Seafood production and trade in various APEC economies: the need for harmful biotoxin regulatory mechanisms.

In 1999, the world's seafood (fish, crustaceans, molluscs) production reached 106.8 miilion mt, with 92.9 million mt derived from capture fisheries and 13.9 million mt from marine/brackish water aquaculture. Out of the total seafood production, molluscs comprised 13.6 million mt, of which 3.4 million mt (25.2%) were from capture fisheries. Seafood is one of the most highly traded commodities in the world market, and has experienced a doubling of trade volume between 1984 and 1994.

Length-weight relationship of marine fish species off Sao Sebastiao system, Sao Paulo, Souteastern Brazil.

The parameters a and b of the length-weight relationship of the form W = a . L super(b) were estimated for 57 fish species sampled in Sao Sebastiao Channel and shelf system in 1997, Sao Paulo, Brazil. The b values ranged from 2.746 to 3.617. The Student's t-test revealed that mot (44) species had b values significantly different from 3. A normal distribution of the calculated LWR exponents (b) was obtained.

Competition between fisheries and marine mammals for prey and primary production in the Pacific Ocean.

The degree of competition between fisheries and marine mammals in the Pacific Ocean was estimated for 7 statistical areas defined by the Food and Agriculture Organization of the United Nations (FAO). Catch statistics compiled from FAO sources show that the amount of fish caught in the Pacific Ocean rose from 2 million tons in the late-1940s to over 50 million tons in the early-1990s. Recent stagnation and declines occurring in some areas of the Pacific suggest that Pacific fisheries cannot continue to expand as they had previously.

Assessing and managing the marine fish resources of Sierra Leone, West Africa

A joint Sierra Leone/1CLARM project funded by the Commission of the European Communities is presented, whose task is to assemble the available survey and fisheries data on the marine fish resources of Sierra Leone, analyze them, and based thereon, propose a management regime for these resources. The computerized databases and other tools developed for this purpose and for monitoring and analyzing the fisheries after the project has ended are presented, and their potential use in neighboring countries is discussed.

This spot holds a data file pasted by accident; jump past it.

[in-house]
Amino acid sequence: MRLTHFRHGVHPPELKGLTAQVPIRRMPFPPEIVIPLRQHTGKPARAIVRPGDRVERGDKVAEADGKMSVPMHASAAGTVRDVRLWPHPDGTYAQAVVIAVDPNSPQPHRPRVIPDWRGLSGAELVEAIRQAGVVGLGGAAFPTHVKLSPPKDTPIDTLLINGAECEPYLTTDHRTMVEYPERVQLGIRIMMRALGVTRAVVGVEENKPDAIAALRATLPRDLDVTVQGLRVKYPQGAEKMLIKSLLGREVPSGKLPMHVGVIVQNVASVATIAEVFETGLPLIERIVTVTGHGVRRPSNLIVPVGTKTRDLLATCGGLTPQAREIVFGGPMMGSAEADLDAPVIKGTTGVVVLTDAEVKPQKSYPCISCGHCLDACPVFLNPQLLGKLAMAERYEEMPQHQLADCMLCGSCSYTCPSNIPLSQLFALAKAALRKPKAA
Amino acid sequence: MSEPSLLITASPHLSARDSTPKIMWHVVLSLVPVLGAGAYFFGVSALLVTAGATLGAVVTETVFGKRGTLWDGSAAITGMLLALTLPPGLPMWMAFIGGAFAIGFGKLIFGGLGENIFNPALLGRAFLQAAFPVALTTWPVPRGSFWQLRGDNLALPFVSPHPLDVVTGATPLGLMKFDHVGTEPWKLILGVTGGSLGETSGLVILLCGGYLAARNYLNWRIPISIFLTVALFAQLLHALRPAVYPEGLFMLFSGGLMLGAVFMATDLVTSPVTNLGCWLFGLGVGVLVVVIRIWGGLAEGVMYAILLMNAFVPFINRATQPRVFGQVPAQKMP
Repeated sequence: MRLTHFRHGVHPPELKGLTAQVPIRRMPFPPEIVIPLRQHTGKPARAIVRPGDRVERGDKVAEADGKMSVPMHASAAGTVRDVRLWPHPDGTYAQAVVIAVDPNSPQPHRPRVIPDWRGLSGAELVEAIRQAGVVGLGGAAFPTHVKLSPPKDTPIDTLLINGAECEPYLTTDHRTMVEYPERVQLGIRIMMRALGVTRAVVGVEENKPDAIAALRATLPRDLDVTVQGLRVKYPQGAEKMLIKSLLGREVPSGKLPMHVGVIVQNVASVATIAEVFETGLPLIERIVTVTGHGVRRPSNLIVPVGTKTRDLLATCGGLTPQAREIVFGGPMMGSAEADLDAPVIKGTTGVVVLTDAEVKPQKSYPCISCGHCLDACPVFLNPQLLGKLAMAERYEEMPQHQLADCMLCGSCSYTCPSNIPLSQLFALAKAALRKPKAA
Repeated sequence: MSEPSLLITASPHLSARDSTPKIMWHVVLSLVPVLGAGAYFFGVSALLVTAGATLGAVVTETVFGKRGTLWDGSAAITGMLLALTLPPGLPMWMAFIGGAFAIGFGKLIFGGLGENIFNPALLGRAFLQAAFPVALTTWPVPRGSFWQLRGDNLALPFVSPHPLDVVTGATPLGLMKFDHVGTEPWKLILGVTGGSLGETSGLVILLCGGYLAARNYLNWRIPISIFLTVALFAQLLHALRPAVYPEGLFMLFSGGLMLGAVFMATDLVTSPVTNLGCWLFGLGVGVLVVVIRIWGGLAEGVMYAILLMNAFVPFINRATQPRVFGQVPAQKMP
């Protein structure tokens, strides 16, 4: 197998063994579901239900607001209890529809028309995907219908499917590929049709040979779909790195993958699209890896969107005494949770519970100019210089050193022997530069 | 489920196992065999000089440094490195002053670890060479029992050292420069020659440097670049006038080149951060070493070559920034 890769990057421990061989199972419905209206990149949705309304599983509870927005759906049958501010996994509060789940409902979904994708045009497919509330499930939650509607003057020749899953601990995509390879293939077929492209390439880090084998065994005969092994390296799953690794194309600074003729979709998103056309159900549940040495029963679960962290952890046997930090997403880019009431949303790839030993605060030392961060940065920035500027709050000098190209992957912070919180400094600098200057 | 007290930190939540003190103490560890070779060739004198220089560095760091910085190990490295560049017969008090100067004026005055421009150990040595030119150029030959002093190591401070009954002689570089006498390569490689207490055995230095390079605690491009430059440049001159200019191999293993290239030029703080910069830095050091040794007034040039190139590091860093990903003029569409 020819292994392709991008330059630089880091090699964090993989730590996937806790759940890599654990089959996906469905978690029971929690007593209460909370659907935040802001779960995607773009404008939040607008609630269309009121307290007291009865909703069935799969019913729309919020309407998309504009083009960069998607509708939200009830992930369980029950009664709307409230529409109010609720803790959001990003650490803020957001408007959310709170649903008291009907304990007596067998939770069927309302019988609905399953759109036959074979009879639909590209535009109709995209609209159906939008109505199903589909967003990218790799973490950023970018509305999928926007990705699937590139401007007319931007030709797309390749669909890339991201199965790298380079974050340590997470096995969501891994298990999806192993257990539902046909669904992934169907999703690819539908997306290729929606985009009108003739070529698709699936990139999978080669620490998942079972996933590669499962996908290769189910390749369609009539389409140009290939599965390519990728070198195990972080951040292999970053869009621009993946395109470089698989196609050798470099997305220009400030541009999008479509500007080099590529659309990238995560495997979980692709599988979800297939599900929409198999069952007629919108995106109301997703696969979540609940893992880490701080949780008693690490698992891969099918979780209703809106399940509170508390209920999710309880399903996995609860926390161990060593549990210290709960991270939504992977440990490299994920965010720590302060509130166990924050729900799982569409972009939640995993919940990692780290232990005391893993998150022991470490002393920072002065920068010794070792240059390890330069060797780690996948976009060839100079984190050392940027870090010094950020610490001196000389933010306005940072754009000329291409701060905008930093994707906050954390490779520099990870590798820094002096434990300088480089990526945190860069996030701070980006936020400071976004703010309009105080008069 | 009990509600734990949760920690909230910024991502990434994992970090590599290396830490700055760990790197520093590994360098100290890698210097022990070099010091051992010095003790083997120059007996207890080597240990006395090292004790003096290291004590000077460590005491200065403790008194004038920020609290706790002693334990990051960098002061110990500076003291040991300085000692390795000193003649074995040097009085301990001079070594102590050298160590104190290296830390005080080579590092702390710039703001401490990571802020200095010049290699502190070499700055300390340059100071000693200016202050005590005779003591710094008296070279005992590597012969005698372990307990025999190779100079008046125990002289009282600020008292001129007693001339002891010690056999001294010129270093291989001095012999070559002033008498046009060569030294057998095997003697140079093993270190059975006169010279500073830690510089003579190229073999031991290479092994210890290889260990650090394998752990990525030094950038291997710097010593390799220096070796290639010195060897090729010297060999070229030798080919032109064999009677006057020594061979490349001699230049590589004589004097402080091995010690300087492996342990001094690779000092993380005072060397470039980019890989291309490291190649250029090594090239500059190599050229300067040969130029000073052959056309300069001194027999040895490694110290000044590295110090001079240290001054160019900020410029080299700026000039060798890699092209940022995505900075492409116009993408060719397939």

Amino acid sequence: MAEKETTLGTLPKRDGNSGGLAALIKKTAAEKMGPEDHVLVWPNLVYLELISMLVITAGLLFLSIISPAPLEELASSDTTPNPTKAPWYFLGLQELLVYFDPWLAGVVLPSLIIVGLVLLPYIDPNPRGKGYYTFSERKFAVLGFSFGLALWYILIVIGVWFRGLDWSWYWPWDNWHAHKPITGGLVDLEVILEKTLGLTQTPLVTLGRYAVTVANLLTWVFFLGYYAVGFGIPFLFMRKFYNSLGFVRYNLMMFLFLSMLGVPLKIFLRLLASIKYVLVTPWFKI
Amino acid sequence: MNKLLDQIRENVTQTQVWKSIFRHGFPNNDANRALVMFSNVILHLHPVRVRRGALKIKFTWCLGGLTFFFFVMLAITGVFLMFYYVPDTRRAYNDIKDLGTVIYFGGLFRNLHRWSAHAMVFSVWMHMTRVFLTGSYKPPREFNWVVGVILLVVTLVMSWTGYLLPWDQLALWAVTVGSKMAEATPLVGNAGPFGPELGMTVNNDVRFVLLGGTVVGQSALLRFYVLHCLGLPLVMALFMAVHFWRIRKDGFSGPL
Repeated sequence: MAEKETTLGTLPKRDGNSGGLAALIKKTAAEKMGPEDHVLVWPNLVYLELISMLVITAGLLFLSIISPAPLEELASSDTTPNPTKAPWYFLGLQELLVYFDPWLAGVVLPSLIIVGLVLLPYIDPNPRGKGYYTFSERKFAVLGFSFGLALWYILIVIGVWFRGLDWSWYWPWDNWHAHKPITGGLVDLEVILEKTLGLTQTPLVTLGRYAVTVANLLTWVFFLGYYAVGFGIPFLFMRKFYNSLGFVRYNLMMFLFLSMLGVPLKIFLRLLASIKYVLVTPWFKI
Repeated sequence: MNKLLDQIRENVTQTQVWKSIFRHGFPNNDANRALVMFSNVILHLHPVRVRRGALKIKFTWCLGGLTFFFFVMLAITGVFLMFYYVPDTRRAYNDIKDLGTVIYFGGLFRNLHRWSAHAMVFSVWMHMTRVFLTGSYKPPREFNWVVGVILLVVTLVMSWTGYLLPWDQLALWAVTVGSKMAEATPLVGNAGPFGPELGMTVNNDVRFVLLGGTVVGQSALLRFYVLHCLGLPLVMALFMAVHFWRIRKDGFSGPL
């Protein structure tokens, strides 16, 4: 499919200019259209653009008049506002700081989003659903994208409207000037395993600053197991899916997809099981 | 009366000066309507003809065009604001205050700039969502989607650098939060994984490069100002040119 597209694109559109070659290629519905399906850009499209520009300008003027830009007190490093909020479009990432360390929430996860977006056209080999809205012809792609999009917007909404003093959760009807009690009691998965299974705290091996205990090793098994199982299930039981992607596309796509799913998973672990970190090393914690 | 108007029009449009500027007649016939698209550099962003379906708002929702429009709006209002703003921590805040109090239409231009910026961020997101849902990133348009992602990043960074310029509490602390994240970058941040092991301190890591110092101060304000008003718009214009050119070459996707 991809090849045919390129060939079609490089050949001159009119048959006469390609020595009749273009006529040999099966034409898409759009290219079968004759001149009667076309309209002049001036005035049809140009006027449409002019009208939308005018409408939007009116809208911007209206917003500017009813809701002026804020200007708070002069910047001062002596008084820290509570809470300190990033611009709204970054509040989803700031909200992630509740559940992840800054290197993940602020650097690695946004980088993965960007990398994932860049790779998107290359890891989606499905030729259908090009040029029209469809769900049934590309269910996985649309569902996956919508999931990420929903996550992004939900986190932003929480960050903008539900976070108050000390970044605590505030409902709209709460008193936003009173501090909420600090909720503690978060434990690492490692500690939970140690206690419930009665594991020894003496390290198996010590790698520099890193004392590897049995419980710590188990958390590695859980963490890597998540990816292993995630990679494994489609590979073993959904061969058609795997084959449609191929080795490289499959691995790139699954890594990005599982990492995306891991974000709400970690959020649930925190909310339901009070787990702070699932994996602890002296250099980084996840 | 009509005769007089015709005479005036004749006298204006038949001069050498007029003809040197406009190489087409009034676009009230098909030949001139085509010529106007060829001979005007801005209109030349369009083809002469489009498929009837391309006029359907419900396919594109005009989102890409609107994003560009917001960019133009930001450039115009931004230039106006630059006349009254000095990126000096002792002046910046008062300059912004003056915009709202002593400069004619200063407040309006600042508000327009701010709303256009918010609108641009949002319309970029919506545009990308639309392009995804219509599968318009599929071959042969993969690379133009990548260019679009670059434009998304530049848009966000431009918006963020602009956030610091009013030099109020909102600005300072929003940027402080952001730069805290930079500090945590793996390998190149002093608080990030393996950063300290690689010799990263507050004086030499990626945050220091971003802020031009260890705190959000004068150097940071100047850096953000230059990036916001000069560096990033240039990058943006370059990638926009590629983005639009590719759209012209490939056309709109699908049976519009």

Maximum sustainable yield of marine capture fisheries in developing archipelagic states: balancing law, science, politics and practice

The contemporary legal regime for marine capture fisheries is dominated by management based on maximum sustainable yield (MSY). This study examines the law, science, politics and practice of MSY in a selection of developing archipelagic states to assess whether and how MSY is being used in the management of single fish species and as part of a broader ecosystem approach to fisheries management.

Enhancement of marine fisheries resources.

Many exploited stocks of aquatic organisms are limited by the supply of juveniles and many also suffer from recruitment overfishing. Consequently, there is much interest in stock-enhancement programs, which are aimed at improving harvests by increasing recruitment to levels approaching the carrying capacity of the habitat. Most stock-enhancement programs involve the release of juveniles reared in hatcheries or the collection, rearing, and transplantation of wild juveniles. Optimized release strategies and increased fitness for life in the wild are required.

The Asian Fisheries Social Science Research Network: an update.

The main objective of the Asian Fisheries Social Science Research Network is to build national research capacity to deal with important socio-economic issues in the management of the complex tropical fisheries of the SoutheastAsian region and in the development of the aquaculture industry. Details are given of the Network CommitteeResearch Reports available and workshops and training courses.

When can marine reserves improve fisheries management?

Marine reserves are a promising tool for fisheries management and conservation of biodiversity, but they are not a panacea for fisheries management problems. For fisheries that target highly mobile single species with little or no by-catch or habitat impact, marine reserves provide few benefits compared to conventional fishery management tools. For fisheries that are multi-species or on more sedentary stocks, or for which broader ecological impacts of fishing are an issue, marine reserves have some potential advantages.

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